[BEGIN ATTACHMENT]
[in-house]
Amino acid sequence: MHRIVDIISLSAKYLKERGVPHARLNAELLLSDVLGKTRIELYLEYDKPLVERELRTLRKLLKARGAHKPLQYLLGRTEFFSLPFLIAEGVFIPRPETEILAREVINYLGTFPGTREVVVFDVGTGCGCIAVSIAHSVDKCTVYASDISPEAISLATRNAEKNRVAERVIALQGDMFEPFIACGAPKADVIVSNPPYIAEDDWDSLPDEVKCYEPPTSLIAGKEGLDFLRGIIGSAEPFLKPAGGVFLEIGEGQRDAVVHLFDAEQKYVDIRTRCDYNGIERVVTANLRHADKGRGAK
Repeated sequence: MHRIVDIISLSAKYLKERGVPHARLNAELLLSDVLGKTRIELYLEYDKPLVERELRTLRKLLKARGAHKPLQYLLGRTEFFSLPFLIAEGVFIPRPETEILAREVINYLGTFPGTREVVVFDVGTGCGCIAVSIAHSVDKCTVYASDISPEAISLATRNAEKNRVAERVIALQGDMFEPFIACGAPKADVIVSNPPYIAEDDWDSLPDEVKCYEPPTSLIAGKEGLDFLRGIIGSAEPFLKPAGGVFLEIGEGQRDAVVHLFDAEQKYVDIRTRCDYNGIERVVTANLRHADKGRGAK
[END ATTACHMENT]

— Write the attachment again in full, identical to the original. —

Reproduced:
[in-house]
Amino acid sequence: MHRIVDIISLSAKYLKERGVPHARLNAELLLSDVLGKTRIELYLEYDKPLVERELRTLRKLLKARGAHKPLQYLLGRTEFFSLPFLIAEGVFIPRPETEILAREVINYLGTFPGTREVVVFDVGTGCGCIAVSIAHSVDKCTVYASDISPEAISLATRNAEKNRVAERVIALQGDMFEPFIACGAPKADVIVSNPPYIAEDDWDSLPDEVKCYEPPTSLIAGKEGLDFLRGIIGSAEPFLKPAGGVFLEIGEGQRDAVVHLFDAEQKYVDIRTRCDYNGIERVVTANLRHADKGRGAK
Repeated sequence: MHRIVDIISLSAKYLKERGVPHARLNAELLLSDVLGKTRIELYLEYDKPLVERELRTLRKLLKARGAHKPLQYLLGRTEFFSLPFLIAEGVFIPRPETEILAREVINYLGTFPGTREVVVFDVGTGCGCIAVSIAHSVDKCTVYASDISPEAISLATRNAEKNRVAERVIALQGDMFEPFIACGAPKADVIVSNPPYIAEDDWDSLPDEVKCYEPPTSLIAGKEGLDFLRGIIGSAEPFLKPAGGVFLEIGEGQRDAVVHLFDAEQKYVDIRTRCDYNGIERVVTANLRHADKGRGAK